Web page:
The relationships of groups of organisms as reflected by their genetic makeup.
Proteins found in any species of helminth.
An order of fungi comprising mostly insect pathogens, though some infect mammals including humans. Strict host specificity make these fungi a focus of many biological control studies.
A species of parasitic nematode widely distributed in tropical and subtropical countries. The females and their larvae inhabit the mucosa of the intestinal tract, where they cause ulceration and diarrhea.
Infections caused by infestation with worms of the class Trematoda.
A superfamily of proteins containing the globin fold which is composed of 6-8 alpha helices arranged in a characterstic HEME enclosing structure.
Infection by flukes of the genus Echinostoma.
A family of intestinal flukes of the class Trematoda which occurs in animals and man. Some of the genera are Heterophyes, Metagonimus, Cryptocotyle, Stellantchasmus, and Euryhelmis.
One of the AROMATIC-L-AMINO-ACID DECARBOXYLASES, this enzyme is responsible for the conversion of DOPA to DOPAMINE. It is of clinical importance in the treatment of Parkinson's disease.
Small-scale tests of methods and procedures to be used on a larger scale if the pilot study demonstrates that these methods and procedures can work.
An inhibitor of DOPA DECARBOXYLASE that does not enter the central nervous system. It is often given with LEVODOPA in the treatment of parkinsonism to prevent the conversion of levodopa to dopamine in the periphery, thereby increasing the amount that reaches the central nervous system and reducing the required dose. It has no antiparkinson actions when given alone.
The naturally occurring form of DIHYDROXYPHENYLALANINE and the immediate precursor of DOPAMINE. Unlike dopamine itself, it can be taken orally and crosses the blood-brain barrier. It is rapidly taken up by dopaminergic neurons and converted to DOPAMINE. It is used for the treatment of PARKINSONIAN DISORDERS and is usually given with agents that inhibit its conversion to dopamine outside of the central nervous system.
An enzyme group with broad specificity. The enzymes decarboxylate a range of aromatic amino acids including dihydroxyphenylalanine (DOPA DECARBOXYLASE); TRYPTOPHAN; and HYDROXYTRYPTOPHAN.
A progressive, degenerative neurologic disease characterized by a TREMOR that is maximal at rest, retropulsion (i.e. a tendency to fall backwards), rigidity, stooped posture, slowness of voluntary movements, and a masklike facial expression. Pathologic features include loss of melanin containing neurons in the substantia nigra and other pigmented nuclei of the brainstem. LEWY BODIES are present in the substantia nigra and locus coeruleus but may also be found in a related condition (LEWY BODY DISEASE, DIFFUSE) characterized by dementia in combination with varying degrees of parkinsonism. (Adams et al., Principles of Neurology, 6th ed, p1059, pp1067-75)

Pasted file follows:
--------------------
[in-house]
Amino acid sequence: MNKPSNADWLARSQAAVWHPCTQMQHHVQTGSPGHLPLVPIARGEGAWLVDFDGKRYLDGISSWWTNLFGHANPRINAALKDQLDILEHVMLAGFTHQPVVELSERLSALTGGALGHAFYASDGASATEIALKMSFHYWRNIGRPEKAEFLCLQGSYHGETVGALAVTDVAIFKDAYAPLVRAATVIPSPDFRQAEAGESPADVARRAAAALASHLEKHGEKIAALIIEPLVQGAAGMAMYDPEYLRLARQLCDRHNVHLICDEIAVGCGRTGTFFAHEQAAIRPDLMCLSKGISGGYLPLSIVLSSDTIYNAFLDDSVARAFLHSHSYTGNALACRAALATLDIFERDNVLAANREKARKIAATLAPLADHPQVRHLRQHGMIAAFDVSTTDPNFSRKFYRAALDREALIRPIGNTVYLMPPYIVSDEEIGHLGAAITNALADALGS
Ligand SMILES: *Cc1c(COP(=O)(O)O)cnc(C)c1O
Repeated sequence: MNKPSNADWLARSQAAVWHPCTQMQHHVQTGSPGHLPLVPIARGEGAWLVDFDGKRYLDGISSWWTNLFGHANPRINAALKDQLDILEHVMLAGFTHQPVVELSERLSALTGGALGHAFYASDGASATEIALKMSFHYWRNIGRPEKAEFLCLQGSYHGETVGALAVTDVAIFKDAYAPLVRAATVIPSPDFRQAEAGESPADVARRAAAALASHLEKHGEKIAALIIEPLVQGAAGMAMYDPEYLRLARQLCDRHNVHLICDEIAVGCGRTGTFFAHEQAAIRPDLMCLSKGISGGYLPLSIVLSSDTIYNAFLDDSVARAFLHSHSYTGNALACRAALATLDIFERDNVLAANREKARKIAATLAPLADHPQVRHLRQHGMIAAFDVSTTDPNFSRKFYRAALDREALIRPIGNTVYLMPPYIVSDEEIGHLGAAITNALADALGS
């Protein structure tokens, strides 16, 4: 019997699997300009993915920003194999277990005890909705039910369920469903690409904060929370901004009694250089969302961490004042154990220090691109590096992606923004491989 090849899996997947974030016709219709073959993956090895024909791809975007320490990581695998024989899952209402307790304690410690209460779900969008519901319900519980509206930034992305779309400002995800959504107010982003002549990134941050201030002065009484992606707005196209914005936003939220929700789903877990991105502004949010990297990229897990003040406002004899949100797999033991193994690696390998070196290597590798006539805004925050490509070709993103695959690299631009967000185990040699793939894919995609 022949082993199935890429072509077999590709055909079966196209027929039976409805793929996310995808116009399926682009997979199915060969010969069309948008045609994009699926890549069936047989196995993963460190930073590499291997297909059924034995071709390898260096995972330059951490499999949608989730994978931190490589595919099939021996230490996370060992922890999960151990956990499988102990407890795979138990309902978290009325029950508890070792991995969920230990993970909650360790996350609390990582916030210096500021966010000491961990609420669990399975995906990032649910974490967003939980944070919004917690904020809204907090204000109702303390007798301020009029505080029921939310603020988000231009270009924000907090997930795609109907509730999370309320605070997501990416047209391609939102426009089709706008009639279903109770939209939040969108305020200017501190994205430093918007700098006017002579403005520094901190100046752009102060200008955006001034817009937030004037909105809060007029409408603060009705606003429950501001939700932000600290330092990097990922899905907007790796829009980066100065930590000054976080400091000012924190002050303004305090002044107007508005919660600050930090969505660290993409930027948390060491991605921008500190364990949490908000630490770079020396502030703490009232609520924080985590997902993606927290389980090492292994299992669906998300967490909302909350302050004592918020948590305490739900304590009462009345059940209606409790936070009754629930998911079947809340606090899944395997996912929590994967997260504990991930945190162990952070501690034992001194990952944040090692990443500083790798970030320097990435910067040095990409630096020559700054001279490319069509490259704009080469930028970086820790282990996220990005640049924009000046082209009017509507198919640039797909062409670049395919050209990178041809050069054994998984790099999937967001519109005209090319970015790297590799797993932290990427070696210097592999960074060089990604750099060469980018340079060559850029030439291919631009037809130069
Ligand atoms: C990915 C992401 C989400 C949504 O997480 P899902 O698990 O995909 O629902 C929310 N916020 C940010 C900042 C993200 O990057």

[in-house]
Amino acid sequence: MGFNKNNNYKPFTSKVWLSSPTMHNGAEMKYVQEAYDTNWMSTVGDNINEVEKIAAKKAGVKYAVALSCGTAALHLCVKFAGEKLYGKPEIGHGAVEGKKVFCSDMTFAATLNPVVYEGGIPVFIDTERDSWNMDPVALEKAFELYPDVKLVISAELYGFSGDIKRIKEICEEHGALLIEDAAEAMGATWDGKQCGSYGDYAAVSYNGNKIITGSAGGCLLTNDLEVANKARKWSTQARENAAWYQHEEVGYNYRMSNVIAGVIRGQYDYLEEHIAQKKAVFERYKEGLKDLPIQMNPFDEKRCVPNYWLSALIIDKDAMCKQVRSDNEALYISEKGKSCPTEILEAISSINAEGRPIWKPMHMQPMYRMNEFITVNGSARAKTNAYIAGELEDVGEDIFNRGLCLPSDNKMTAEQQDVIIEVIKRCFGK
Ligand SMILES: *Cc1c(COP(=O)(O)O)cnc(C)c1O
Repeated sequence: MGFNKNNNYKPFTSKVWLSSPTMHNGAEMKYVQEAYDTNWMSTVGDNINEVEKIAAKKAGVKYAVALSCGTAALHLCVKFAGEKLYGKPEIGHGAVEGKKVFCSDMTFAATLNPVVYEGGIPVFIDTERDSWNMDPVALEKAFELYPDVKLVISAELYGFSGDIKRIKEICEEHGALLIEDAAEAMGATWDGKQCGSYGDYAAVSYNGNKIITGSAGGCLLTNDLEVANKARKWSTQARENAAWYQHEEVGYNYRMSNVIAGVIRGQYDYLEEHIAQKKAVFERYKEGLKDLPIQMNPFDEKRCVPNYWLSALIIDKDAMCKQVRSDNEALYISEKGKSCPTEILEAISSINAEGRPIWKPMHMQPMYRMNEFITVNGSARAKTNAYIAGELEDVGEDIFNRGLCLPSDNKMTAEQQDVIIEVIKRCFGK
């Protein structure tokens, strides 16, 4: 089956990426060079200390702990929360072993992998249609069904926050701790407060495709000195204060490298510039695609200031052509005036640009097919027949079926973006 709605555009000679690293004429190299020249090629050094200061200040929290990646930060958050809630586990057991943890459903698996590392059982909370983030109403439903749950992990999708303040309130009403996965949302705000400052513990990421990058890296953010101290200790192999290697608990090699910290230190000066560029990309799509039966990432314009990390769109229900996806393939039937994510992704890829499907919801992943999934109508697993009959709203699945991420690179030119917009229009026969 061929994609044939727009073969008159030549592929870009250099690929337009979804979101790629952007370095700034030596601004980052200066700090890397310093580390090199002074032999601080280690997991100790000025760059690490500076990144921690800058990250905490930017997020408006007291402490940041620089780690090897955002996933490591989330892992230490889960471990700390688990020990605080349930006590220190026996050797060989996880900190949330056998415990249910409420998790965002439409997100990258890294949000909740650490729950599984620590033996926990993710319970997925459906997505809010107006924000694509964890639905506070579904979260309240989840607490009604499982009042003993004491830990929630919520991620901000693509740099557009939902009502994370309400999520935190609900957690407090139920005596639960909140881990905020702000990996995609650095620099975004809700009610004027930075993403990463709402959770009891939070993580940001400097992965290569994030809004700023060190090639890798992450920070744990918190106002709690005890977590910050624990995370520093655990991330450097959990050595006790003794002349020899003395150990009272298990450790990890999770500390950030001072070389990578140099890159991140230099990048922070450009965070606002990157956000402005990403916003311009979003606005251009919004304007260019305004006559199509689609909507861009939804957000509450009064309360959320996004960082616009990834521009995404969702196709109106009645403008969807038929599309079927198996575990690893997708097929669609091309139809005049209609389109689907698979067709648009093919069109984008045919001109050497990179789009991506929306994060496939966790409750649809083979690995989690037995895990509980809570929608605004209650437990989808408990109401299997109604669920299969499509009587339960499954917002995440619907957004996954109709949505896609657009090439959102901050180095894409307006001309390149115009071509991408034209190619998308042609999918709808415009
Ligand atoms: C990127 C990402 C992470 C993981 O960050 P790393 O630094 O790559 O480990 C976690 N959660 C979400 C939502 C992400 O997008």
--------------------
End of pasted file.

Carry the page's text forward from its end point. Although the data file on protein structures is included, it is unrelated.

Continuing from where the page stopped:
Lengthy and continuous deprivation of food. (Stedman, 25th ed)
The capacity to conceive or to induce conception. It may refer to either the male or female.
The unconsolidated mineral or organic matter on the surface of the earth that serves as a natural medium for the growth of land plants.
A genus of gram-negative, aerobic, rod-shaped bacteria in the family Sphingobacteriaceae. They exhibit gliding motility.
A group of islands in the southwest Pacific. Its capital is Wellington. It was discovered by the Dutch explorer Abel Tasman in 1642 and circumnavigated by Cook in 1769. Colonized in 1840 by the New Zealand Company, it became a British crown colony in 1840 until 1907 when colonial status was terminated. New Zealand is a partly anglicized form of the original Dutch name Nieuw Zeeland, new sea land, possibly with reference to the Dutch province of Zeeland. (From Webster's New Geographical Dictionary, 1988, p842 & Room, Brewer's Dictionary of Names, 1992, p378)
Analogs or derivatives of AMPHETAMINE. Many are sympathomimetics and central nervous system stimulators causing excitation, vasopressin, bronchodilation, and to varying degrees, anorexia, analepsis, nasal decongestion, and some smooth muscle relaxation.
DNA sequences encoding RIBOSOMAL RNA and the segments of DNA separating the individual ribosomal RNA genes, referred to as RIBOSOMAL SPACER DNA.
Constituent of 30S subunit prokaryotic ribosomes containing 1600 nucleotides and 21 proteins. 16S rRNA is involved in initiation of polypeptide synthesis.
A multistage process that includes cloning, physical mapping, subcloning, determination of the DNA SEQUENCE, and information analysis.
Descriptions of specific amino acid, carbohydrate, or nucleotide sequences which have appeared in the published literature and/or are deposited in and maintained by databanks such as GENBANK, European Molecular Biology Laboratory (EMBL), National Biomedical Research Foundation (NBRF), or other sequence repositories.